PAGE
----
By Taylor Budrow, CFA® - Senior Credit Analyst at Public Trust Advisors, LLC
This article first appeared in California Special Districts magazine, July/August issue.
The primary role of the Public Trust Advisors Credit Team (Credit Team) (California CLASS Investment Advisor and Administrator) is to evaluate the credit profile of investable entities and determine their suitability as counterparties. Simply put, the Credit Team is in a continual, unending battle to stay one step ahead of potential reactions to rating agencies directly and by other market participants. During times of credit deterioration, for example, the Credit Team aims to ensure that they are not caught running for the exits with the rest of the market. This ‘alert readiness’ requires credit analysts to be well-versed in recent company-specific information; understand the ever- changing macroeconomic and regulatory environments; and form independent opinions that are not always in line with the prevailing market consensus. To provide better insight into the Credit Team’s processes, we’d like to take a look at our most recent downgrade example, Credit Suisse.
Credit Suisse has been one of the most prolific news stories of 2023, as financial analysts and journalists alike spent the first several months of the year expounding on its persistent operational pressures and speculating about its future. Those speculations were put to rest in late March when the bank was formally sold to a competing Swiss bank, and its existence as an independent financial institution came to a close. To better understand the Credit Suisse story from a credit perspective, it is necessary to look deeper and back much further in time.
Through much of 2021, concerning reports from Credit Suisse were becoming more frequent as the bank was dealing with looming potential losses and ongoing lawsuits. However, these reports were projections, and the outcome would either be material or immaterial to the rating. The bank was supported by a strong capital position as well as a positive operating performance during this time and, as a result, the Credit Team held steady with limits already in place on the purchase of Credit Suisse’s money market instruments. The Credit Team maintains several tools at its disposal to reflect their opinion about the creditworthiness of an entity. Two powerful tools include (a) the ability to limit either the allowable exposure to a certain company as a percentage of total holdings or (b) to limit the allowable duration of money market instruments purchased from that entity by Public Trust. In the Fall of 2021, the tools were ready when needed.
In October 2021, the Credit Team lowered the allowable duration of Credit Suisse money market instruments from any (permitted instruments) to only those maturing within 180 days. The tighter restrictions were made in response to questions surrounding the bank’s risk management and internal controls.
Over the next several months, the Credit Team imposed further restrictions on Credit Suisse instruments in response to its CEO departing; management turnover; mounting concerns around risk management practices; and in anticipation of a potential negative rating action at one of the credit rating agencies. By February 2022, limitations had been tightened to the strictest levels that still allowed investment and only permitted investment in Credit Suisse instruments maturing within 60 days, and those collective instruments needed to account for less than 5.00% of Public Trust holdings. Just a few months later in May 2022, the credit rating agencies took negative rating actions to reflect the deteriorating Credit Suisse credit profile. S&P lowered the bank’s credit rating by one notch, and the bank was placed on a negative outlook at Moody’s.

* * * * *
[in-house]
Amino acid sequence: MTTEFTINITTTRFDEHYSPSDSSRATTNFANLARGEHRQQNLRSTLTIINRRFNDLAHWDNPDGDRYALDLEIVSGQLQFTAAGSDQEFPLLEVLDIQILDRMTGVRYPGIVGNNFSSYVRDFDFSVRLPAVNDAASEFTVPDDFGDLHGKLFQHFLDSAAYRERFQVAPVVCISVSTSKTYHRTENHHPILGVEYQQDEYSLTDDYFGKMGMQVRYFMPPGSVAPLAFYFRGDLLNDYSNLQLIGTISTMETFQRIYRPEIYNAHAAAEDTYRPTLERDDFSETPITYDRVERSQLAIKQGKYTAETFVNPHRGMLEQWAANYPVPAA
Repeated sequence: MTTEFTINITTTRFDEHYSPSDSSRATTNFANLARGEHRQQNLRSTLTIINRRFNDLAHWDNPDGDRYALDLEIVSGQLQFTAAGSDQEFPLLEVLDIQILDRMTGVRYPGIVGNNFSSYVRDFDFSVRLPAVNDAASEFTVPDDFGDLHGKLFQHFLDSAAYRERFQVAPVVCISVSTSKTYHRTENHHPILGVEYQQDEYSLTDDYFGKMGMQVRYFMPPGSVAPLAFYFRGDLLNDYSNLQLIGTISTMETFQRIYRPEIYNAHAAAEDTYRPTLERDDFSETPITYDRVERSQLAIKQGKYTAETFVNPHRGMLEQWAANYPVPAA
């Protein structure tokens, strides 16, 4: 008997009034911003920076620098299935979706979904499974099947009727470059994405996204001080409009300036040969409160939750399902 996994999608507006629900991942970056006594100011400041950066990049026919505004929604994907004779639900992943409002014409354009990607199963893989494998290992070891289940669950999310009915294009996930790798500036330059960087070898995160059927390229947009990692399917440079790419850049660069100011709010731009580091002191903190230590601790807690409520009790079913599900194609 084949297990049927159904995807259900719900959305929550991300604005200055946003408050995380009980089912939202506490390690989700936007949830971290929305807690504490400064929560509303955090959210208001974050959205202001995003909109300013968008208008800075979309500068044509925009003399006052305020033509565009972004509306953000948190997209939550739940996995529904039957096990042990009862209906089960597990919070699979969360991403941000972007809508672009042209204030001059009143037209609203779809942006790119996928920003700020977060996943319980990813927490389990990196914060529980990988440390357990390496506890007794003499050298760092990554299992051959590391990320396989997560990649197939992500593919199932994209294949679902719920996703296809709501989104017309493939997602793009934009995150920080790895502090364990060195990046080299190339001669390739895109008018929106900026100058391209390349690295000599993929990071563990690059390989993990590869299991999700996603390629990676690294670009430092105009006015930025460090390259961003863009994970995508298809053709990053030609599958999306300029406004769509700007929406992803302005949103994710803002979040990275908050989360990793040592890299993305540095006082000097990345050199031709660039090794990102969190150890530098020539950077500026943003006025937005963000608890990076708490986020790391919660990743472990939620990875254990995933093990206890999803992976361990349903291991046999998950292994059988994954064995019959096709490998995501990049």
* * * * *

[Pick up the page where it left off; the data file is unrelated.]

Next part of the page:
The ability to parse through the “noise” in the market to determine what is both relevant and accurate is among the primary skills of a credit research analyst. The Credit Team, toolbox at the ready, made the decision to remove Credit Suisse from its approved list in July 2022. Just five days later, the bank’s credit rating was downgraded by one notch at Moody’s and placed on negative outlook at S&P, with similar events unfolding until its eventual sale.
Few credit stories are as severe as the credit deterioration that occurred at Credit Suisse, but it serves as the most recent example of what a Credit Team’s purpose is and how proactive decision-making can assist clients like California CLASS.
All comments and discussion presented are purely based on opinion and assumptions, not fact. These assumptions may or may not be correct based on foreseen and unforeseen events. The information presented should not be used in making any investment decisions. This material is not a recommendation to buy, sell, implement, or change any securities or investment strategy, function, or process. Any financial and/or investment decision should be made only after considerable research, consideration, and involvement with an experienced professional engaged for the specific purpose. Past performance is not an indication of future performance. Any financial and/or investment decision may incur losses.